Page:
As real estate agent, you are “applying” for clients – buyers and sellers who will see you as valuable for their unique needs. You won’t be filling out an application form or writing an essay. You will be crafting an amazing realtor bio instead.
Just How Do You Go About Creating That Amazing Bio?
First, you must understand that you are in the business of selling yourself. What has changed is your audience. You are now in the “people” business, and your job is to get potential clients to like and trust you to get the job done for them.
With this in mind, let’s first look at what your real estate bio should accomplish:
- You must demonstrate, through actual experience, that you have the expertise in the specific real estate niche of the clients you seek. Let’s say you are in commercial real estate in India, specifically dining establishments. What do you know about the cost of opening a restaurant in that country? This may be a bit “far out,” but if this is your potential clientele, you must show that you have knowledge of the marketplace.
- You have to clearly explain what a potential client can expect when working with you – promise what you can but never over-promise
- You want to give clients a brief look into your professional history. If you had other occupations before real estate, mention them
- You want to give clients a brief look into your personal history too. Here’s the thing about those outside interests and hobbies. Your potential clients have them too. And sometimes they just have the same ones you do. Immediately, there is a connection and greater trust. It’s a psychological thing, of course, but it’s true. No real estate agent bio should skip the personal information.
All of these elements foster trust and relationships, and those are the keys to success in the real estate market.
Beware of Generic Bios
This is the biggest error found in a new real estate agent bio. Even without lots of experience in the real estate business yet, you do have to personalize and customize your bio.
Speak to any experience that relates to your real estate niche. If you are in residential real estate, for example, and you have personally bought or sold homes, empathize with the stressors involved. If you have just completed your training and licensing, make note of the fact that you are “up” on the latest market trends and strategies.
Let enthusiasm exude from every sentence you write. You can even capitalize on the fact that you are new and, with fewer clients, you can provide the personal treatment that every client, buyer, or seller, wants.
The Difference Between Your Website and Your Bio
If you don’t have a website, get one now. There are some amazing WordPress themes for realtors. Use one of those.
On your website, you will present your profile, which is basically your bio, but you also need to have a blog that demonstrates your expertise and knowledge of the industry. Find trending topics in your real estate niche and use those to craft your blog posts. Jim Harmon, a blog manager for Supreme Dissertations, puts it this way: “We know our target audience, and we continue to research the trending topics in our business. These are the topics we use for our blog posts. They educate, entertain, and inspire our audience. That’s the whole purpose of a blog.”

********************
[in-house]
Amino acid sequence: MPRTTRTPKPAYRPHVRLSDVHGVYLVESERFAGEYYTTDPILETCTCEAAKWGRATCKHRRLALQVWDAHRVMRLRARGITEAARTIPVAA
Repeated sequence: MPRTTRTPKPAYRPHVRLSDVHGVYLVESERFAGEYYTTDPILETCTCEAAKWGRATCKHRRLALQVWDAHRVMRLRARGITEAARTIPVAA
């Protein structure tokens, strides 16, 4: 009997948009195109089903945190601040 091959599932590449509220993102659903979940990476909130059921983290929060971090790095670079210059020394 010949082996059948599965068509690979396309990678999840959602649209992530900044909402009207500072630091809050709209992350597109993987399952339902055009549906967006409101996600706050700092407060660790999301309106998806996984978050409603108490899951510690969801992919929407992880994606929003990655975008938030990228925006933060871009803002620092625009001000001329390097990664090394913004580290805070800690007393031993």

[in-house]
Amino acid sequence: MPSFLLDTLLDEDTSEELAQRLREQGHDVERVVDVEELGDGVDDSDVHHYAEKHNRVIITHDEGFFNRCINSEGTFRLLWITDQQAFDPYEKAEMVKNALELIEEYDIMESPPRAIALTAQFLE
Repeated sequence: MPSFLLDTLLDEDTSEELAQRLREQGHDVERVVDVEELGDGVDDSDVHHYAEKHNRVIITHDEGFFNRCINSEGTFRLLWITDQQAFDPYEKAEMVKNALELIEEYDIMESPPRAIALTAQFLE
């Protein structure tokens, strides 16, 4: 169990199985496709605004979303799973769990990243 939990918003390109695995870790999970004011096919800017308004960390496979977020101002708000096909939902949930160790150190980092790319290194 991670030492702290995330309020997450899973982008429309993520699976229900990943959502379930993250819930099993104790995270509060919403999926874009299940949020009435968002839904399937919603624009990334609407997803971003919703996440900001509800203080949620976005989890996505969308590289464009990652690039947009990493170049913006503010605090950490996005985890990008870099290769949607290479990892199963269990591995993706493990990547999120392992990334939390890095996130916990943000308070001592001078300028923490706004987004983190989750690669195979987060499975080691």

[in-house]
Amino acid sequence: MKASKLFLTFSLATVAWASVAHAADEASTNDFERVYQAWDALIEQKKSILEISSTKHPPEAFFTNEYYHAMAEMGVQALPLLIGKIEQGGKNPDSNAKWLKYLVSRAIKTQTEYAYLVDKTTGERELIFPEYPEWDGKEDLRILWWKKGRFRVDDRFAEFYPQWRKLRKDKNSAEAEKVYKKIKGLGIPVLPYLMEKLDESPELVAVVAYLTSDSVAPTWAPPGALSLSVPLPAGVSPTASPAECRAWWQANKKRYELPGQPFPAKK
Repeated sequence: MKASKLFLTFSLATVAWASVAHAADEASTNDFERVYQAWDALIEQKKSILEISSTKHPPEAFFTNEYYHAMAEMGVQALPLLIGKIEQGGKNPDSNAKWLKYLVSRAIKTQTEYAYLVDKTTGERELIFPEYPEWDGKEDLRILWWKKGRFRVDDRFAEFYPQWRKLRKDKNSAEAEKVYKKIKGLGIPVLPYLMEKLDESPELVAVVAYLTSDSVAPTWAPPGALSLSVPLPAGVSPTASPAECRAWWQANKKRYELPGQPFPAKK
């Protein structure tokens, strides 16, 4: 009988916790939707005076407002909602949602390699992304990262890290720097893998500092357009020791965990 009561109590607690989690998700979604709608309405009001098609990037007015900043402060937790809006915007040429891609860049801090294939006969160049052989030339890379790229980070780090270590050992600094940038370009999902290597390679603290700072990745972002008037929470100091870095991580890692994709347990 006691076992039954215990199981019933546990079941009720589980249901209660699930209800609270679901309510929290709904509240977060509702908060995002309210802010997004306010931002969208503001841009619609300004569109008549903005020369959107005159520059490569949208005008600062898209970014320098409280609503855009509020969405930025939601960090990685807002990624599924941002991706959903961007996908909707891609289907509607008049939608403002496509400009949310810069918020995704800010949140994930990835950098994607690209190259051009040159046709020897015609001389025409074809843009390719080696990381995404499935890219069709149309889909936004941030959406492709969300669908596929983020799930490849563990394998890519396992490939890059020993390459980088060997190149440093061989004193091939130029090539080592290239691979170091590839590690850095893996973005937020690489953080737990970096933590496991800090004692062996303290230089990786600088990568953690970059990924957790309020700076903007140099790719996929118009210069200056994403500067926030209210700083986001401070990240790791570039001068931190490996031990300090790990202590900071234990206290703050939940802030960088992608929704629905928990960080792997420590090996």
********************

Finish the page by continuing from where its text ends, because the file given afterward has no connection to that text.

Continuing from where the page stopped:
And here is the other great thing about having a website with your bio page front and center. You can market yourself on popular social media platforms such as Twitter, Instagram, and Facebook and drive potential clients to your website. You can use teasers to your most recent blog posts to get them there, where, of course, your bio will be a prominent feature.
What if You Have a Partner or a Team?
You should have an individual bio, and there should be a larger bio for the team. In that larger real estate agents’ profile document, you should introduce each agent individually and focus on their specific strengths and successes.
Read Other Realtors’ Bios
Before you even write the first word of your bio, understand that you have a treasure trove of examples and samples all over the web. Do your research and find those bios that are both in your niche and in your locale. Study them carefully. Notice the templates and the verbiage these successful realtors use to establish that trust and those connections. From these bios, you will get some good ideas of how to craft your first bio or renovate the one you currently have.
And the other important piece? As you work with clients and come to know what they most value about working with you, take a mental note. See how you can incorporate their needs and wants into your bio.
In the End…
A bio is a “living document.” This means that it is subject to change and modification as your experience and the industry itself evolves. Right now, for example, we have a pandemic on our hands. How is that impacting your niche? How can you address that in your bio? Stay focused on the needs of your target clients at any given time, carefully watch for trends, and revise your bio accordingly.
Author Bio: Nicole Garrison is a long-term writer and blogger in a wide variety of topical areas – business, non-profits, and even thesis writing assistance for students in business-related graduate programs. When not engaged in her “day job,” Nicole can be found on her small piece of the planet, engaged in beekeeping or participating in environmental sustainability projects.